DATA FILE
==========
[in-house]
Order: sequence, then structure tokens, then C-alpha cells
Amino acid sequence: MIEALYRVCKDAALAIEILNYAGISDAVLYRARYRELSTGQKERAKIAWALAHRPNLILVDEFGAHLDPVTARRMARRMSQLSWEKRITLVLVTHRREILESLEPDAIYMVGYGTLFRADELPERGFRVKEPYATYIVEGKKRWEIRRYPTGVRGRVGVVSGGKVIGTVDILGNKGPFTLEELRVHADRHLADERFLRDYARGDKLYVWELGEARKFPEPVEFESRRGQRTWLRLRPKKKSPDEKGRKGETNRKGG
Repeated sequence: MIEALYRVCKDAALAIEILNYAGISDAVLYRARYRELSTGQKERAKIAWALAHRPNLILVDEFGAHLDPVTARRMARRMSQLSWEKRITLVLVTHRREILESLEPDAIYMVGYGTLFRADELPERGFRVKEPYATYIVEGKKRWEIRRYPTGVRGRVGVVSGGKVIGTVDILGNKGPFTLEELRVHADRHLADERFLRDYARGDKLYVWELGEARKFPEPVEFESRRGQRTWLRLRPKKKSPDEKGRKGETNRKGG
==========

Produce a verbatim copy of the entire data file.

[in-house]
Order: sequence, then structure tokens, then C-alpha cells
Amino acid sequence: MIEALYRVCKDAALAIEILNYAGISDAVLYRARYRELSTGQKERAKIAWALAHRPNLILVDEFGAHLDPVTARRMARRMSQLSWEKRITLVLVTHRREILESLEPDAIYMVGYGTLFRADELPERGFRVKEPYATYIVEGKKRWEIRRYPTGVRGRVGVVSGGKVIGTVDILGNKGPFTLEELRVHADRHLADERFLRDYARGDKLYVWELGEARKFPEPVEFESRRGQRTWLRLRPKKKSPDEKGRKGETNRKGG
Repeated sequence: MIEALYRVCKDAALAIEILNYAGISDAVLYRARYRELSTGQKERAKIAWALAHRPNLILVDEFGAHLDPVTARRMARRMSQLSWEKRITLVLVTHRREILESLEPDAIYMVGYGTLFRADELPERGFRVKEPYATYIVEGKKRWEIRRYPTGVRGRVGVVSGGKVIGTVDILGNKGPFTLEELRVHADRHLADERFLRDYARGDKLYVWELGEARKFPEPVEFESRRGQRTWLRLRPKKKSPDEKGRKGETNRKGG